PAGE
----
MAAP's ever-impressive design palmares gets a controversial win, while 100%'s Glendale sunglasses impress in both form and function
Unrestricted field of view
Minor fogging during wet weather
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It was announced last week that MAAP and 100% have joined forces once again to create a collaborative pair of cycling sunglasses. This marks the second collaboration between the two brands - the first coming at the beginning of 2020 - and it's a partnership that continues to impress.
This time out, it was the turn of the Glendale, one of the seven pairs of high-performance, high-price cycling sunglasses in 100%'s range. Going one better than last year, the 2021 collaboration yielded two colour options: navy blue, or light coral. No prizes for guessing which colourway we have here.
We've had our hands on these sunnies since the day of the launch. This collaboration marks this writer's first experience testing the Glendales, but the 100% portfolio is home to some of the best cycling sunglasses we've tested so expectation was high.
At AU$289.00 (€220.00 / US$220.00), they're not cheap cycling sunglasses, but the price puts them in line with Oakley's Jawbreaker and Flight Jacket sunglasses, and more than AU$100 less than the Sungod Velans if you plump for their techy add-ons.
Our test pair weigh in at 40g, meaning the claimed weight of 41g actually undersells them. We have used them for a week worth of riding so far using the HiPER Light Coral lens, and early impressions are positive.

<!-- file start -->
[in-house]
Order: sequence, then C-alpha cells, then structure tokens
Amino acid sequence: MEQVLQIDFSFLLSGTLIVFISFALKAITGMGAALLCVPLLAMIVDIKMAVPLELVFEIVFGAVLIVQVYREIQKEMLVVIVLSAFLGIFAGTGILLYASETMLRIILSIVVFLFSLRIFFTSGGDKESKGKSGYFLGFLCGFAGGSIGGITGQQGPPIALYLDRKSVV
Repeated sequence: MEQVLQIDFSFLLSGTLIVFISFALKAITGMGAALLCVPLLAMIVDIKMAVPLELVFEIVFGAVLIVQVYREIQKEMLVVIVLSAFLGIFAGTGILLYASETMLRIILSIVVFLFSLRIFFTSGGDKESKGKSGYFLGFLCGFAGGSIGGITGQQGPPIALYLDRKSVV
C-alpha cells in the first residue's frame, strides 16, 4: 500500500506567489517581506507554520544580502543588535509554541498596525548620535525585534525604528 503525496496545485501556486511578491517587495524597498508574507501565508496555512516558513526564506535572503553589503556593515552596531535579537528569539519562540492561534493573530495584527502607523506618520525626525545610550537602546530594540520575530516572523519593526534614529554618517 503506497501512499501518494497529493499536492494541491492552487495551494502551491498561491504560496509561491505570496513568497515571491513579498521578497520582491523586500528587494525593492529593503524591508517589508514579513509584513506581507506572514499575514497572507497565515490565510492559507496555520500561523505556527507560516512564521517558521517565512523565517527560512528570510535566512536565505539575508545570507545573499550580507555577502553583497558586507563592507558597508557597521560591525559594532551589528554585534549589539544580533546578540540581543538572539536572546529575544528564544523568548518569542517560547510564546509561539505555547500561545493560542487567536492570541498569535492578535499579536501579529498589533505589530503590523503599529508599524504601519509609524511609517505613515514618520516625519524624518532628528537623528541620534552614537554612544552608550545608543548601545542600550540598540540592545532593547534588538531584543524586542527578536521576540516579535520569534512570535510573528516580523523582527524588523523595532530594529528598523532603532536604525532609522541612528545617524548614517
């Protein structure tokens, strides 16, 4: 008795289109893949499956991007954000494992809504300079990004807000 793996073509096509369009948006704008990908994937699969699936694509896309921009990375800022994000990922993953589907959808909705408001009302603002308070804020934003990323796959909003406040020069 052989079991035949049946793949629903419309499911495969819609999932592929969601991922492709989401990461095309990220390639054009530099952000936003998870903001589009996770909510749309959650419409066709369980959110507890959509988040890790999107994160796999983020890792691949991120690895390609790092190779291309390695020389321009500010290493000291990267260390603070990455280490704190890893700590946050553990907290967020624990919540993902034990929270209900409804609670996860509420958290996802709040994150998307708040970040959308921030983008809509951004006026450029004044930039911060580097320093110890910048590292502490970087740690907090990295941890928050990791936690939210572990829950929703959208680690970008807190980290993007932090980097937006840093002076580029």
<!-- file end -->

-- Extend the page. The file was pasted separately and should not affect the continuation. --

Design and aesthetics
Functionally, these are no different to other 100% Glendale sunglasses, such as the standard colourways in the range or the limited edition Sagan options launched at last year's Tour de France. They feature the same full-frame construction with the trailing corners of the frame hiding behind the lens to give a half-frame appearance. The lens itself is removable, follows the modern oversized trend, and features small mesh venting ports situated beneath each eye for airflow.
Where they stand out is in their design. MAAP has an impressive palmares of striking, yet daring designs under its belt, and they've applied that very same tact here.
The frame and arms of the sunglasses are given a translucent effect, which as we've mentioned, can be found in either navy blue or light coral. For our light coral pair, the brow of the frame is matched with contrasting coral MAAP logos, as well as similarly contrasting rubberised ear stocks, nose pad, and 100% logos on the temples.
The translucence gives a certain industrial vibe to the design. Visible within the arms are the metal bracings that feed into - and then provide rigidity and adjustability to - the grippy rubberised ear stocks. It's not the most refined part of the package, but it's still subtle enough not to be offputting.
Where the translucence does offer some functional benefit is in the ability to see where the lenses are supposed to slot when changing them. My experience with other 100% sunglasses is that the lens replacement has always been a little tougher than the competition, so this was a welcome side effect of the MAAP design.